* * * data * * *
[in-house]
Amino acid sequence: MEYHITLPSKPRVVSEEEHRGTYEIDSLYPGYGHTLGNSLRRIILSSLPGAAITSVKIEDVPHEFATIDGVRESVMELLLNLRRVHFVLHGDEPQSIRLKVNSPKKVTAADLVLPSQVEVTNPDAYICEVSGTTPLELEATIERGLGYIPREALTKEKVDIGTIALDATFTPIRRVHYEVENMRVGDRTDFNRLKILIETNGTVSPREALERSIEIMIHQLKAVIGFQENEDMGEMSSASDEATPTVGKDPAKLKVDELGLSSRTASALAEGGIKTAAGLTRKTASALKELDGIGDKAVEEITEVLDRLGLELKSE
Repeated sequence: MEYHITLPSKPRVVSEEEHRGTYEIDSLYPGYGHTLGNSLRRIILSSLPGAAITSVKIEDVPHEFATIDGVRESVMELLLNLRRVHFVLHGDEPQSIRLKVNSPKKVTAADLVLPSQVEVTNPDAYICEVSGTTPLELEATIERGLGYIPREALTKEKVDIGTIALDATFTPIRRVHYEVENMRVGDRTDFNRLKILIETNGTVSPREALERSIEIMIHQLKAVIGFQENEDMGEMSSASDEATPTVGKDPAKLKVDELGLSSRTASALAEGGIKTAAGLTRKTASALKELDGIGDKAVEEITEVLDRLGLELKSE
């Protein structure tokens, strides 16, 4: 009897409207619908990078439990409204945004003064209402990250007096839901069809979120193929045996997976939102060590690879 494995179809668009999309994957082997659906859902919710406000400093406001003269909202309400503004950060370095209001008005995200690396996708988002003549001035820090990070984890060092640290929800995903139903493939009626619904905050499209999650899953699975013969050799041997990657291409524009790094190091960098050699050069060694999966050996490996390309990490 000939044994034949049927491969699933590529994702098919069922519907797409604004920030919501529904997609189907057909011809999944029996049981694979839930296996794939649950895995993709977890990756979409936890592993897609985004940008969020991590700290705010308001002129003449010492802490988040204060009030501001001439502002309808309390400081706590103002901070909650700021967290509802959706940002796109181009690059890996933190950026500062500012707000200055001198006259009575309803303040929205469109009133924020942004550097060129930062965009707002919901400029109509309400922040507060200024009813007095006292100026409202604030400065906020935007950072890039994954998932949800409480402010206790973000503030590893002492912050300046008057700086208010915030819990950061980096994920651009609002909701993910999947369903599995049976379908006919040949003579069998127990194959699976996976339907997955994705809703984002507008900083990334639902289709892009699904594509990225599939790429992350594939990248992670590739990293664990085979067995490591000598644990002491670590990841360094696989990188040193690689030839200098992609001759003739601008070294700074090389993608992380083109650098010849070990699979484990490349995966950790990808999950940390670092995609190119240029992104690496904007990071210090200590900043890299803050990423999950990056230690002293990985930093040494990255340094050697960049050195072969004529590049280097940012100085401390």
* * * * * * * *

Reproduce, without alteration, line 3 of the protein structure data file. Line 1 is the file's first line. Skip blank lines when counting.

Repeated sequence: MEYHITLPSKPRVVSEEEHRGTYEIDSLYPGYGHTLGNSLRRIILSSLPGAAITSVKIEDVPHEFATIDGVRESVMELLLNLRRVHFVLHGDEPQSIRLKVNSPKKVTAADLVLPSQVEVTNPDAYICEVSGTTPLELEATIERGLGYIPREALTKEKVDIGTIALDATFTPIRRVHYEVENMRVGDRTDFNRLKILIETNGTVSPREALERSIEIMIHQLKAVIGFQENEDMGEMSSASDEATPTVGKDPAKLKVDELGLSSRTASALAEGGIKTAAGLTRKTASALKELDGIGDKAVEEITEVLDRLGLELKSE